In addition to a business associate agreement (BAA), many covered entities address other requirements through a service-level agreement (SLA). The BAA outlines the responsibilities of the CSP with respect to HIPAA, while the SLA deals with technical aspects such as availability and reliability of the service, data backups and recovery, the security responsibilities of each party, and how any stored data will be returned when the service is no longer used.
HIPAA Compliant Cloud Storage Requires More than a BAA!
Covered entities must obtain a BAA prior to any cloud service being used in conjunction with ePHI, but having a BAA is not sufficient to avoid a penalty for noncompliance with HIPAA Rules. Before any cloud service is used, covered entities must conduct a comprehensive risk analysis to identify risks and vulnerabilities to the confidentiality, integrity, and availability of ePHI and must subject any identified risks to a risk management process to reduce them to a low and acceptable level. Policies and procedures must be developed and implemented covering the use of the cloud service, and training must be provided to the workforce on the HIPAA-compliant use of cloud services.
Access controls must be configured correctly to ensure that only authorized individuals are able to access cloud-stored data. Even though a HIPAA compliant cloud drive may meet the requirements of the HIPAA Security Rule, covered entities must ensure they are fully compliant with the requirements of the HIPAA Privacy Rule. Covered entities should apply single sign-on controls, use multifactor authentication, automatic logoff controls, and secure passwords, and procedures should be developed to ensure ePHI is available in emergencies.
Audit controls are required to ensure all activities in relation to ePHI are recorded. HIPAA-regulated entities are required to conduct regular checks of logs to monitor for unauthorized activity and regulators may require access to those logs in the event of an audit or compliance investigation. Any data stored in the cloud should be encrypted and covered entities must ensure data uploaded to the cloud is encrypted in transit. The encryption algorithms used should meet the standards of the National Institute of Standards and Technology (NIST).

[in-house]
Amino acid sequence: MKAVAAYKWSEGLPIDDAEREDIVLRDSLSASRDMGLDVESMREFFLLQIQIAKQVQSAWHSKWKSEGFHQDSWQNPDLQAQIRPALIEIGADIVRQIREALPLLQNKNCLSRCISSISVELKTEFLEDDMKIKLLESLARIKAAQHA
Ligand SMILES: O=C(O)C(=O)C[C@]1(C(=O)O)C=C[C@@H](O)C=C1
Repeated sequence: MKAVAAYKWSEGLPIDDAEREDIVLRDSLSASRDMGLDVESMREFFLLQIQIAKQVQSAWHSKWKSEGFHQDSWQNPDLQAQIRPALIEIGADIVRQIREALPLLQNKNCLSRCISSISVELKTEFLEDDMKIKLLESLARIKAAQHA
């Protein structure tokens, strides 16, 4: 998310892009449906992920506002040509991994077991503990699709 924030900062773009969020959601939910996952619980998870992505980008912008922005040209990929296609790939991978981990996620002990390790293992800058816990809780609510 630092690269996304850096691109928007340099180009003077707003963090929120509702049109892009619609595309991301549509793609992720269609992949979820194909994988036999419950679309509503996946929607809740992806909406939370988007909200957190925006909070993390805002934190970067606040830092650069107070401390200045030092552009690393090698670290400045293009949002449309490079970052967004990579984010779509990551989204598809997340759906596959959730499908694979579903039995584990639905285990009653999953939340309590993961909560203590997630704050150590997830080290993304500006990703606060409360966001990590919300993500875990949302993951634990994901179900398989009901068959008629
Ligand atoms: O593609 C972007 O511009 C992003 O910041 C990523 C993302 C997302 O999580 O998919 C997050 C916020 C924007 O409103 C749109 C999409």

What Cloud Storage is HIPAA Compliant?
Many CSPs offer HIPAA compliant cloud storage and file-sharing services and are willing to sign BAAs with HIPAA-regulated entities. Sync is one of the current market leaders and is used by many healthcare providers for storing files in the cloud and private and secure file sharing, including Mount Sinai Hospital, Doctorcare, Equalize Health, and the Canadian Red Cross. The platform allows mission-critical files to be accessed easily by authorized individuals from any computer, mobile device, or the web, no matter where care is provided. Sync signs business associates with HIPAA-regulated entities and supports HIPAA compliance, PIPEDA compliance for Canadian healthcare companies, GDPR compliance for European healthcare providers, and other privacy and security regulations. The platform integrates with Microsoft Office 365, Windows and macOS desktops, and mobile devices, and all data is protected with strong encryption, robust access controls, and state-of-the-art security.
Many cloud service providers offer a variety of plans to meet the needs of individuals and businesses; however, not all plans are covered by business associate agreements. For example, Sync offers a HIPAA compliant cloud drive and will sign a BAA, but only for the Sync Professional and Teams Plans. HIPAA-regulated entities must sign up for a Professional or Business Plan and obtain a signed BAA before the service is used.
While there is no mention of HIPAA cloud storage and cloud computing in the HIPAA text, healthcare organizations can engage the services of CSPs and use their platforms to reduce costs, improve productivity, and connect and communicate more easily, provided they use HIPAA-compliant cloud services and obtain a BAA from the CSP. You can find out more about HIPAA cloud storage from the HHS, which recently published guidance for HIPAA-regulated entities on HIPAA compliant data storage in the cloud and the use of other cloud services in connection with ePHI.